Sennet, Richard: Respect: the Formation of Character in an Age of Inequality – (interview with Stuart Jeffries G 140106): “When a society … [singles] out only a few for recognition, it creates a scarcity of respect” – which is what Blair (tho’ claiming Sennet as his mentor) has done, creating/reinforcing a “meritocratic” society. To deal with anti-social behaviour you need (a ) to change attitudes of the police (b) to find something for trouble-makers to do. Punishment/exclusion is not the answer. Concern about anti-social behaviour is (a) not new) (b) mainly about things the police can’t deal with (lack of manners) – except among the poorest, where most violent anti-social behaviour comes from domestic arguments. Book deals with “… how people in power respect or disrespect those over whom they have power.” “Lack of respect, though less aggressive than an outright insult, can take an equally wounding form.”  See also: The Culture of the New Capitalism (Yale).


Kallen, Evelyn: Social Inequality and Social Injustice – a human rights perspective. How hr legislation can redress violations. Palgrave 2003. 0-333-92428-2. L16.99

Westergaard, J and Resler, H: Class in a Capitalist Society, Penguin


www.jrf.org.uk (listed in Freedom)


www.onamove.com and www.onamove2007.org.uk (MOVE – see Freedom 28/7/07)


Management: (see also Work below)


Burnham, J: The Managerial Revolution, Penguin

Cole, G.A.: Management Theory and Practice, Wheatsheaf 1984

Hill, S: Competition and Control at Work, Heinemann 1981

Lawrence, P and Elliott, K: Introducing Management, Penguin 1985

Maslow, G: Motivation and Personality

Ditto: Healthy Personality

McGregor D:  The Human Side of Enterprise

Ditto: Leadership and Motivation

Seddon, John: Systems thinking in the public sector, Triarchy Press. Argues that government should not adopt ‘industrialisation’ in public services, e.g. standardisation and sharing of IT. Problems arise such as ‘failure demand’ – demand arising from system failing to respond first time (in industrialised financial service organisations, up to 60% of all work coming in may be failure demand. In police forces and local authorities it is usually higher. He supports lean management techniques developed by Totyota – designing services to cope with customer demand. ‘This means getting rid of all arbitrary measures, including targets and budget-based measures, and instead deriving measures from the purpose of the service form the customers’ point of view.’ Economy of scale is a myth and calls for standardisation are wrong-headed. ‘Giving customers what they want is cheaper.’ (G 010709, Public manager supplement). www.triarchypress.co.uk and www.thesystemsthinkingreview.co.uk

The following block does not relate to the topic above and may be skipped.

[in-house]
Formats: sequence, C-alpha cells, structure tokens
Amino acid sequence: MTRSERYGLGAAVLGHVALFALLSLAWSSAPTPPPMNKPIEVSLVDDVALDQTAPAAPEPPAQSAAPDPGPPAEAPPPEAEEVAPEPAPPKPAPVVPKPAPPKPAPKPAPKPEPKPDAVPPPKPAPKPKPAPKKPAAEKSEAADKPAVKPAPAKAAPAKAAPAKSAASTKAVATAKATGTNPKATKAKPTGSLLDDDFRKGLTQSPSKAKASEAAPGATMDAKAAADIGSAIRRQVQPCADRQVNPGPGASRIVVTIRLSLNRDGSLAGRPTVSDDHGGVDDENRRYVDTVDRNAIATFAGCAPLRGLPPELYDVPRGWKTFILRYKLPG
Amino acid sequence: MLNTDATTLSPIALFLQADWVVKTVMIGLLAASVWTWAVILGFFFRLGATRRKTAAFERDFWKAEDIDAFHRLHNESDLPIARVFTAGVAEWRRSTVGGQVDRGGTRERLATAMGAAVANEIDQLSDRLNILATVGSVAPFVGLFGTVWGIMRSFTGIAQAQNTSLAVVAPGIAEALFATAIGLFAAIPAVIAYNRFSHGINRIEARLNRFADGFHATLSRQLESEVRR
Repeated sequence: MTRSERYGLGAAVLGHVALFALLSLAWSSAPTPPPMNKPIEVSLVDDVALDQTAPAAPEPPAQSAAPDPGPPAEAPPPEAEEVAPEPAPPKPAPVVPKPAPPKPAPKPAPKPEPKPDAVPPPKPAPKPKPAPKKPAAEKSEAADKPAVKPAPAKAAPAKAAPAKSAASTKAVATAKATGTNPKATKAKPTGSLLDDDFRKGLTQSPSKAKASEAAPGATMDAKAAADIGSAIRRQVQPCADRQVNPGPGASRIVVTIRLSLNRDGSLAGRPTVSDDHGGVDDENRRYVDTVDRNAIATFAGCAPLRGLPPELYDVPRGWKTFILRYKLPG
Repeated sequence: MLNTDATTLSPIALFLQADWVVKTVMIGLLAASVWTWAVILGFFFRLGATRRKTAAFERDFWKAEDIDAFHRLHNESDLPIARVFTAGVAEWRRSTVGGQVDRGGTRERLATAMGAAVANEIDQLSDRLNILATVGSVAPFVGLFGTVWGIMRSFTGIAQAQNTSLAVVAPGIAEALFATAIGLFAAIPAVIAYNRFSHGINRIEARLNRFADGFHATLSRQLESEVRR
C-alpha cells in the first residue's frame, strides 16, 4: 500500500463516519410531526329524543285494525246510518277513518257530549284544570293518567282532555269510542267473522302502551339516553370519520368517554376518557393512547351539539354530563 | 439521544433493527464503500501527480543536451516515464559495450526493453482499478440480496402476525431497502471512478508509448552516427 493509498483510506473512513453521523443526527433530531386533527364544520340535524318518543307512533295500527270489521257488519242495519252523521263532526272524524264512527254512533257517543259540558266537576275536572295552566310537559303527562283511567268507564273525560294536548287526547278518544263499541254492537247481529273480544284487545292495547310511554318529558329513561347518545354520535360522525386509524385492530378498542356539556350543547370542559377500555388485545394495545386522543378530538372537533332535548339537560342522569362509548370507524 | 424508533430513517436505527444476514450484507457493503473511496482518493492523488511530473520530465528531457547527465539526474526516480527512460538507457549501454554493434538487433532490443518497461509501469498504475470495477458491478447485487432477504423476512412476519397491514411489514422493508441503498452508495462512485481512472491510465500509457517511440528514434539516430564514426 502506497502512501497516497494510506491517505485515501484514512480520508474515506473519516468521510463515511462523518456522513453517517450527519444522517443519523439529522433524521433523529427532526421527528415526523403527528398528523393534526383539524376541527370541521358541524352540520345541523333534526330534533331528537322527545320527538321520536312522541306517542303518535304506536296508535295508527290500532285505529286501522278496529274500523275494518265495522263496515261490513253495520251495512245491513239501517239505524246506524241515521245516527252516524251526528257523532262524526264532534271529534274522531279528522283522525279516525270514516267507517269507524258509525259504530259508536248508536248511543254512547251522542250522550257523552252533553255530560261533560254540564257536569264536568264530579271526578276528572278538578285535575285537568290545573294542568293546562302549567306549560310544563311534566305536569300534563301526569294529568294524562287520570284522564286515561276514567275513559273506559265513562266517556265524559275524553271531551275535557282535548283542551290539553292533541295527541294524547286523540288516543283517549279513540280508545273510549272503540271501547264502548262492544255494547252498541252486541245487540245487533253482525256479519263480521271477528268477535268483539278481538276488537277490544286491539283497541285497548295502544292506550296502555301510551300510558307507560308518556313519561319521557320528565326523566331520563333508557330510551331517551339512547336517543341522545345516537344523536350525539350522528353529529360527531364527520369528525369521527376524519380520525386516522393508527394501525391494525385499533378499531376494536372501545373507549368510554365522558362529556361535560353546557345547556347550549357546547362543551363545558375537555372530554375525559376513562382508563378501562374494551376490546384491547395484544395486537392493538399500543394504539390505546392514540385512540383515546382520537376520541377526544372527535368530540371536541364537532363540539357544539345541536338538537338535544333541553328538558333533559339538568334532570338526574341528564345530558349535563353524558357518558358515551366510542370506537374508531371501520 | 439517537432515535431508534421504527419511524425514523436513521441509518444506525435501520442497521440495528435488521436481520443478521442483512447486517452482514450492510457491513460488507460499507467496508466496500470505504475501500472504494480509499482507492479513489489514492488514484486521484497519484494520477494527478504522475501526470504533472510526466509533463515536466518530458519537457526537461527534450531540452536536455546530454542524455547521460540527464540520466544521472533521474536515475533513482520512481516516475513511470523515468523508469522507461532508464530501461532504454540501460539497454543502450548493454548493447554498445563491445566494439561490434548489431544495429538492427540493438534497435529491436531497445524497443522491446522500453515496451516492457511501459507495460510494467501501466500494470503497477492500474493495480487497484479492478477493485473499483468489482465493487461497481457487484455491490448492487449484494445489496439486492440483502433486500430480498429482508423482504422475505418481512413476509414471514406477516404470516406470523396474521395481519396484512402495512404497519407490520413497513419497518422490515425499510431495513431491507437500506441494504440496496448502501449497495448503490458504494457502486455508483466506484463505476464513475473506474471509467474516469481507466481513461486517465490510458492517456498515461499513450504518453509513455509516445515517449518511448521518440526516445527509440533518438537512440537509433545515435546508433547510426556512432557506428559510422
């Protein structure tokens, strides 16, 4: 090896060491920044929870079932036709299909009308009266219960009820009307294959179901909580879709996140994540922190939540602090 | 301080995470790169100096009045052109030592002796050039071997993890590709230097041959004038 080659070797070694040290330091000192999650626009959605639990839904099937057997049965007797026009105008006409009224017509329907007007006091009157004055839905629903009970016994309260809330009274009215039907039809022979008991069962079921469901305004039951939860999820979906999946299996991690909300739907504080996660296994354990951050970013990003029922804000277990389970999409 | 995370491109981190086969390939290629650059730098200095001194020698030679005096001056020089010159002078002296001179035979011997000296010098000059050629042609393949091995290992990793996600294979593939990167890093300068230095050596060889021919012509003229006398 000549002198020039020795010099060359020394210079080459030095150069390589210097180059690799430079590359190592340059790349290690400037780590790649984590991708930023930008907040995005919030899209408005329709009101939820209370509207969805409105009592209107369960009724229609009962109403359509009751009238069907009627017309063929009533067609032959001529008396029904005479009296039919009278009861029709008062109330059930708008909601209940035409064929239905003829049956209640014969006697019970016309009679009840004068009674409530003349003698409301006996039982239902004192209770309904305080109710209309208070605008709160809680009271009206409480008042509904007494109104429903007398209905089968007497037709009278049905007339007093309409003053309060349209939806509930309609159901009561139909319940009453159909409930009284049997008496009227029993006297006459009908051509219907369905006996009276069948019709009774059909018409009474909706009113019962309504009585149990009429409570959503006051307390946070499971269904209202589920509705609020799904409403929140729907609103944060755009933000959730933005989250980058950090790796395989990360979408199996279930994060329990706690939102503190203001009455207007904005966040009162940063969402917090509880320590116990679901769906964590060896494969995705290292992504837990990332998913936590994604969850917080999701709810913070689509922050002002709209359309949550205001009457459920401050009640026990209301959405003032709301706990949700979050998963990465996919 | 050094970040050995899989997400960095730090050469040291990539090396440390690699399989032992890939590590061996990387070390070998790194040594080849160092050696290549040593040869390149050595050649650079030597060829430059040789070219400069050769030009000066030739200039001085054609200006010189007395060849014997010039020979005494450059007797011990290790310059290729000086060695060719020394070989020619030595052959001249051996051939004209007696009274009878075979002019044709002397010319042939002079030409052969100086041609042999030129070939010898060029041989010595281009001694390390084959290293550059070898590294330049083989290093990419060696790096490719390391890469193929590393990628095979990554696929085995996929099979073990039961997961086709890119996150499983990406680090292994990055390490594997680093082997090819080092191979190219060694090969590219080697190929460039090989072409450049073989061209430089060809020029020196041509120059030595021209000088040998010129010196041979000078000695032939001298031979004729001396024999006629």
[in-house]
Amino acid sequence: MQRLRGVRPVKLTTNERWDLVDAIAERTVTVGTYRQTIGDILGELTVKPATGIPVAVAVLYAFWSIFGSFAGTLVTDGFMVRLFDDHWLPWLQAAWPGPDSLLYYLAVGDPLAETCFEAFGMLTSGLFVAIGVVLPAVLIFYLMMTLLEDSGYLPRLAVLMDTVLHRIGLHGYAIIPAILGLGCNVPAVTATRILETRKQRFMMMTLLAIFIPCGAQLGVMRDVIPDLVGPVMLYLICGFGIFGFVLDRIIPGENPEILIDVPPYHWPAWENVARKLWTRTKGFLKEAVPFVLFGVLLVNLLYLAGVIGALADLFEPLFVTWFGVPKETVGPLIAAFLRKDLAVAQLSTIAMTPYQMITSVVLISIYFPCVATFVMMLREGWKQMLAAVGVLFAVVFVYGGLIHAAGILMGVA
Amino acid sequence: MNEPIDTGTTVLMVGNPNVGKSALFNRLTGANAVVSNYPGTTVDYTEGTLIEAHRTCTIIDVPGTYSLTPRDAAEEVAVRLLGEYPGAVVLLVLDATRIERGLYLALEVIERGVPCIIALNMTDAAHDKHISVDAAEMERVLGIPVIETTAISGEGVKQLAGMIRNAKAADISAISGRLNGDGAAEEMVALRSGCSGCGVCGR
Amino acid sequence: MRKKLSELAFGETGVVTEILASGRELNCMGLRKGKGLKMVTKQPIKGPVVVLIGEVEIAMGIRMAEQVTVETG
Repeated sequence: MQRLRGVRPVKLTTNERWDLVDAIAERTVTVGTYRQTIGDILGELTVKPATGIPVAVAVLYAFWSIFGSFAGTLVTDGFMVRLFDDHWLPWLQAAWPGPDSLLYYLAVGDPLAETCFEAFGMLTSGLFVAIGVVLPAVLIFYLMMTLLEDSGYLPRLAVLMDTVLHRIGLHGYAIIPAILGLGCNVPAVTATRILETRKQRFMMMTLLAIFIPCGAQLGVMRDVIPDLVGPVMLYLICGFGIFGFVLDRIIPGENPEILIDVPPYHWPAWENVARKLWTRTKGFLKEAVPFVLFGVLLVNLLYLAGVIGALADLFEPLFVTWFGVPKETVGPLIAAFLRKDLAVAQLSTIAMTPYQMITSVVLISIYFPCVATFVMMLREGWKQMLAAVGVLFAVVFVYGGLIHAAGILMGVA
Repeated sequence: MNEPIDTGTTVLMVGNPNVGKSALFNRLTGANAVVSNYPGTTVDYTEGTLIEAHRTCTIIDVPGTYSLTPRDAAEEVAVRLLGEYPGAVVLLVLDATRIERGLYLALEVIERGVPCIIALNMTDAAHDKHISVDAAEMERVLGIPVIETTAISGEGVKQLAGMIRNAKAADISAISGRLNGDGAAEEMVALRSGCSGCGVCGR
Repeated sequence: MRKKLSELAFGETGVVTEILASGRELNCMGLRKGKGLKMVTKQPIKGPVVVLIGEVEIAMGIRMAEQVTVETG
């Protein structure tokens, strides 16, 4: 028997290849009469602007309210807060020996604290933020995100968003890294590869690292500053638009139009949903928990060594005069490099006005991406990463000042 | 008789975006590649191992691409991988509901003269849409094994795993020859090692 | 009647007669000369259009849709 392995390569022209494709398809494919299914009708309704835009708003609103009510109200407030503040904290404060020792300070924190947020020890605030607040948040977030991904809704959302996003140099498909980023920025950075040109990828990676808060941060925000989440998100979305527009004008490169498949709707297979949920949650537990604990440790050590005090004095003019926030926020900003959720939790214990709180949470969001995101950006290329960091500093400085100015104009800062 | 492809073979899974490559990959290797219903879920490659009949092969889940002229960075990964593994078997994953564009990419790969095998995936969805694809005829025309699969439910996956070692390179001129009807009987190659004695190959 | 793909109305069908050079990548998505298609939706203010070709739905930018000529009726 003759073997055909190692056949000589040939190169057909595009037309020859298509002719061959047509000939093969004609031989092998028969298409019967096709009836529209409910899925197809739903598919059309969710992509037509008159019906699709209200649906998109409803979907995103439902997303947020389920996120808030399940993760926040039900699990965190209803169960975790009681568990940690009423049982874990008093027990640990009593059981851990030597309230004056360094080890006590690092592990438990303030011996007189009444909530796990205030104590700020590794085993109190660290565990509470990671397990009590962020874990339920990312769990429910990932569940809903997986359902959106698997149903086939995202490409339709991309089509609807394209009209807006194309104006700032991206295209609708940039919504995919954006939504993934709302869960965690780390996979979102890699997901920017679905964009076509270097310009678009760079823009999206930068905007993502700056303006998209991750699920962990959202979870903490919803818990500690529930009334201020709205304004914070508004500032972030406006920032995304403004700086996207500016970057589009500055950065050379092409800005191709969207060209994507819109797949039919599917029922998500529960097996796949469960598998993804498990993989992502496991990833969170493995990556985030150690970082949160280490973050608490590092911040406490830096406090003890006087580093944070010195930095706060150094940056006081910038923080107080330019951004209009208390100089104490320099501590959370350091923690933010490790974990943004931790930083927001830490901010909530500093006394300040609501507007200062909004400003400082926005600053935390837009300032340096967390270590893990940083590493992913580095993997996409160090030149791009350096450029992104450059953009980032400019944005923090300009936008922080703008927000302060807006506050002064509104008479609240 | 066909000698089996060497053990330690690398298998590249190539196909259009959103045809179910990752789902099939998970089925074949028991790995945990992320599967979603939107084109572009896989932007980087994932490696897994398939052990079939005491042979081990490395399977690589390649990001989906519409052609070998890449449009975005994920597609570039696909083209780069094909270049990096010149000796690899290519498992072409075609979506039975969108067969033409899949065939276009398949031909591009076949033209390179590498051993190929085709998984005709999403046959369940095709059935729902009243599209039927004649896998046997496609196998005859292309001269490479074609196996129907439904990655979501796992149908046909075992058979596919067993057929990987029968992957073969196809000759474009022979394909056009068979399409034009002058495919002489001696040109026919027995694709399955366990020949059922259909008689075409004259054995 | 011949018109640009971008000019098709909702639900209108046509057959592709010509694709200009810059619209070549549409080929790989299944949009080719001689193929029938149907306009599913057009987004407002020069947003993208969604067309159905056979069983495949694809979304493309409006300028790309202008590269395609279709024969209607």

Social Enterprise:


Mawson, Andrew: The Social Entrepreneur: Making Communities Work. Grove Atlantic, L9.99. Mawson was a dissident pastor in Bromley-by-Bow in the ‘80s, and by-passed local bureaucrats to get community facilities going. He believes ‘business principles’ should be applied to ‘social issues’ (and he did it!).

Third World:


Alavi, Hamza: Capitalism and Colonial Production – the resource flow from India to Britain between 1793 and 1803: £2 million a year. We impoverished India, whilst using the wealth gained to drive our industrial revolution. Later we made India dependent on us for manufactures, thus boosting our employment and income again.

Brundtland Report: Our Common Future, World Commission for the Environment.

Collier, Paul: The Bottom Billion: why the poorest countries are failing and what can be done about it… Offered many cogent explanations for why some countries still poor when others so rich.

Also: Wars, Guns and Votes: democracy in dangerous places, Bodley head £20. Based on thorough empirical research, shows that bottom billion are more prone to civil war and insurgency. Democracy not good for bottom billion: at least, not if democracy simply means voting – elites need to be accountable (!) otherwise easy for there to be exploitation. West in 1990s fell into trap of believing in ‘elections’, and not providing support for building counter-balancing/checking institutions – e.g. former Yugoslavia, 1990, 1991, when plebiscite was exploited to rip the country apart. Doesn’t support calls for independence from Kosovo Albanians, rebels in Darfur, or Luo in Kenya. But does support effectiveness of peace-keeping operations. Proposes stopping sales of guns, weapons to bottom billion (whether to govts or rebels) – but then suggests US France and Britain should use their military power to guarantee development of democracy!! Review: Misha Glenny, G 210309: lenny says that West Africa is being captured by Colombian and Venezuelan cartels who are turning Guinea-Bissau, Sierra Leone, Liberia and even Senegal and Ghana into the new Mexico… (?)